Upending the invisible culture gauntlet

One of the ironies of culture is that it is often invisible to those swimming along in it (in a manner of speaking.) By that I mean when we want to see change in a culture the first step is often quite confronting to those who see their “norms” and in many cases privileged assumptions being challenged.

Socrates said “an unexamined life is not worth living” and what he meant by that is that in modern terms we need to look at the the subtext and check to see if our values and our experiences are meaningful and we need to actively and consciously engage in order to really live.

There are many examples but the one I’m interested in today is gender politics.

I was lucky enough to be at university in the late 70’s and early 80’s and in that environment there a real sense of optimism about the future and how diversity might open up opportunities for a much more diverse group of all comers. My sense is that our present corporate and business cultures are still quite unwelcoming places but it is more subtle than it was in the 70’s and 80’s.

I’m disappointed since my generation looked like it was going to do more and here we are many decades later with many of the same invisible cultural barriers.

Some of this was discussed in a recent Moxie Sessions podcast written up by Vaughan Davis over here

“Girls Can Do Anything.

Thirty years on, (setting aside the whole girls/women thing) not many people would argue with that sentiment. Women can do anything, as they’ve proved convincingly and repeatedly through senior roles in business and politics. (And yes, every keystroke of that sentence felt cringingly patriarchal to write but we’ll keep moving…)

The thing is, though, while they can, they’re not. Women are under-represented in senior business roles, board positions, the investment community and all levels of politics.”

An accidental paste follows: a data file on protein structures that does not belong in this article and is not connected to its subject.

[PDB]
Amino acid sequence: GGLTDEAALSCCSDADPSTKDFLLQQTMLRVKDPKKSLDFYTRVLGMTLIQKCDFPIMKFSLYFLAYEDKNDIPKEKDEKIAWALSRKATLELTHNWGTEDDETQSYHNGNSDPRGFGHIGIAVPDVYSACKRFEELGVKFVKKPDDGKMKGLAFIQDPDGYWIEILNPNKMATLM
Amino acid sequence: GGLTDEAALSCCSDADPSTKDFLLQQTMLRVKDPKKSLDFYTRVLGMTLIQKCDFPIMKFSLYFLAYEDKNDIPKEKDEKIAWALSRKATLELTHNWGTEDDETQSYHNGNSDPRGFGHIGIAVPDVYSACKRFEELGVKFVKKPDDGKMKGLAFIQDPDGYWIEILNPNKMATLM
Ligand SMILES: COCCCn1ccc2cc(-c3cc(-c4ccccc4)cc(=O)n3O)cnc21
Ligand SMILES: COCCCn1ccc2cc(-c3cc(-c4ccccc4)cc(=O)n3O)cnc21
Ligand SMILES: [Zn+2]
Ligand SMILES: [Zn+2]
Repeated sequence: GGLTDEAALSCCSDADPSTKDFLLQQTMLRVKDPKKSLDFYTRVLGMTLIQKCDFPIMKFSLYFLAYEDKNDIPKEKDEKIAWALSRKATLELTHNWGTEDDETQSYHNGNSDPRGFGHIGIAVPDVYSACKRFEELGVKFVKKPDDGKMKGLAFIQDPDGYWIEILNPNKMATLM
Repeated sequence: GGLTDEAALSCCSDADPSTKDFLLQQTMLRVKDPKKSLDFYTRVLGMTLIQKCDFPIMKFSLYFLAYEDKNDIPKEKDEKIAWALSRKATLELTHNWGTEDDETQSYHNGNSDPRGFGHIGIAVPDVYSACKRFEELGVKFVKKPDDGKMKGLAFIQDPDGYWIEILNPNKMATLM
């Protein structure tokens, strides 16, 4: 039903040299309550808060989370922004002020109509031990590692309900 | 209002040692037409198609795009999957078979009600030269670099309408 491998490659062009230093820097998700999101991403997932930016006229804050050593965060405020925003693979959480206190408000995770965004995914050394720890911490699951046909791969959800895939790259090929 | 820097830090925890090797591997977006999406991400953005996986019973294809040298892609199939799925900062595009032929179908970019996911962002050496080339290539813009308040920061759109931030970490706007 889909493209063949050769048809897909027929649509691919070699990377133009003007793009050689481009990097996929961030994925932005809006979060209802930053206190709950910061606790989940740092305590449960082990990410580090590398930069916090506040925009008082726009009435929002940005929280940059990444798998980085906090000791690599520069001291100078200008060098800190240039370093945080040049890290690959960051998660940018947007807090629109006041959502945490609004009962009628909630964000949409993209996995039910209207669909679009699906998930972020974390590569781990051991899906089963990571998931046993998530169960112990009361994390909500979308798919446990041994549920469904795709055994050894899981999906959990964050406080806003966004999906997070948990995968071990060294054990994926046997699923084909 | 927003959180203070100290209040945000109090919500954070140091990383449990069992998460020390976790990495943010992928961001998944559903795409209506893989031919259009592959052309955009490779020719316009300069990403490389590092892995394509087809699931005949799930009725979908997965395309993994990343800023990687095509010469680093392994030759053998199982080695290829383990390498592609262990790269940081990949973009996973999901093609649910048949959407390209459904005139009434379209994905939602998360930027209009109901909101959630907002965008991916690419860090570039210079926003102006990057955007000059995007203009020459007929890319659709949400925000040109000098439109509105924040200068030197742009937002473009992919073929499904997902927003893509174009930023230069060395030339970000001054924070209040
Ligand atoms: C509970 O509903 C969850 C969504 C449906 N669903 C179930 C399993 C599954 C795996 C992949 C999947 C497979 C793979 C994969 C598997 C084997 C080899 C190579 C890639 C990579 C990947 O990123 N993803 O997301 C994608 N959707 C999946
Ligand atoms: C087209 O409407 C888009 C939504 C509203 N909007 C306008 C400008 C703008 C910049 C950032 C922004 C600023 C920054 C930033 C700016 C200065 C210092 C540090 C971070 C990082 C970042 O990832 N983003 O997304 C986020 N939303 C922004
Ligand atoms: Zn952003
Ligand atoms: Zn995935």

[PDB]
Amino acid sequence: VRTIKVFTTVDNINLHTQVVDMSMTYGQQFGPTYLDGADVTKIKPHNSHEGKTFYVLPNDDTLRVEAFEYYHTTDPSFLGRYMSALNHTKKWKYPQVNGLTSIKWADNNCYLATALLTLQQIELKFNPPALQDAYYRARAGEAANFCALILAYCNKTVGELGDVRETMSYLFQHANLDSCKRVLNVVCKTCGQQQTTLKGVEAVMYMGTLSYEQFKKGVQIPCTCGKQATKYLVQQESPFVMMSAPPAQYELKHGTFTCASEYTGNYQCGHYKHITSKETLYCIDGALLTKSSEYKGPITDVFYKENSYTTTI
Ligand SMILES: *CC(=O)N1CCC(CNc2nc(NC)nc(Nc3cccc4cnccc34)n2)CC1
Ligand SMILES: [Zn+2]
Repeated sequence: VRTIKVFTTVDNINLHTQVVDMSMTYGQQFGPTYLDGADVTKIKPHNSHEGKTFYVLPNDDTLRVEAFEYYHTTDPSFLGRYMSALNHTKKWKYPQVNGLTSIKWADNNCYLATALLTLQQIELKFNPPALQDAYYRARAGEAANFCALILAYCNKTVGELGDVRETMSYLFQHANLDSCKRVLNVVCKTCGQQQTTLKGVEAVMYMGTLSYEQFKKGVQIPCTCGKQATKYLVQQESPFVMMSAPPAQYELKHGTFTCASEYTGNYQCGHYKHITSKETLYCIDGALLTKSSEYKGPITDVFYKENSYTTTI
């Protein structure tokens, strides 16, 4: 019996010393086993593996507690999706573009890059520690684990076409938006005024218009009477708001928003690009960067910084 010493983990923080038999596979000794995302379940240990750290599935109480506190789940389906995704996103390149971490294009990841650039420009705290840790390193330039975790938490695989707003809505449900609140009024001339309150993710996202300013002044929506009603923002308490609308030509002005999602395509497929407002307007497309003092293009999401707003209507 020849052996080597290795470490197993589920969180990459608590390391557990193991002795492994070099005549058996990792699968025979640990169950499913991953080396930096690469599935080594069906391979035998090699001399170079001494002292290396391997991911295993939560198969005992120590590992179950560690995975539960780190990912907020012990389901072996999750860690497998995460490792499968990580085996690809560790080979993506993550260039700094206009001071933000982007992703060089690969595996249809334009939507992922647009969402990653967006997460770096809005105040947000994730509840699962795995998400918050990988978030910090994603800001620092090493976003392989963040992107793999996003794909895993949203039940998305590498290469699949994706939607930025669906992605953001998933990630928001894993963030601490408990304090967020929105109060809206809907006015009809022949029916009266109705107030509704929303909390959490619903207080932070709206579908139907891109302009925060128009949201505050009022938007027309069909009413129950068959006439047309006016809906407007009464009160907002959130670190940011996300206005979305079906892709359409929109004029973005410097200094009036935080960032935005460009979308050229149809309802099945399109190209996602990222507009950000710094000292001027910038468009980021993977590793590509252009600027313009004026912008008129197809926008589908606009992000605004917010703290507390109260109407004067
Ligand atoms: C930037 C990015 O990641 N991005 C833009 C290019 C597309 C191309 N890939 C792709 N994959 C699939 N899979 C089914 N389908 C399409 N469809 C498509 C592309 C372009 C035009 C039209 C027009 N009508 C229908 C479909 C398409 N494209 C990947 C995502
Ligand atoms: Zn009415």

On the question of what can be done…

So, if women are underrepresented and businesses are missing out because of that, what can we do about it?

Have a policy. If you’re a company that employs people, have a policy on diversity. What’s in the policy matters but not as much as having one. Tell people you have it, let them read it, and prepare to be held to it.

Start with their daughters. If you want business leaders to change their thinking about employing, leading and promoting women, move the conversation from the abstract to the personal. Ask them if they’d be happy if their daughter was hit on, overlooked for promotion or sidelined on boys’ nights out on business trips.

Disclosure: I have a daughter – but even if I didn’t I still would want to see business and culture generally to be a much more inclusive and welcoming place.

An anonymous post over on Forbes makes for painful but necessary reading What It’s Like Raising Money As A Woman In Silicon Valley

“What we need is a public conversation about gender, power and respect, one that’s not just women talking to other women”.

“As Amanda Hess noted it is difficult for men to see misogyny. Even The Masseuse continues to contact me regarding our investment progress – a clear sign that without direct confrontation about his impropriety, he is unaware how his actions were perceived.

It is not just the perpetrators of abuse who are clueless. Many of the amazing men – some who have invested in our company, others who call me boss – are oblivious to the additional hurdles and harassment I face on a daily basis. These men can be allies, but not if they are left out of the conversation.”

Matthew Goldman @magoldman has written a response to the Forbes post above called Disrupting the Male-Dominated Startup Culture where he says we need to balance the ecosystem and that we should recognise that our own culture needs to be disrupted.

Another recent post that I have come across is called The next thing Silicon Valley needs to disrupt big time: its own culture By Carlos Bueno.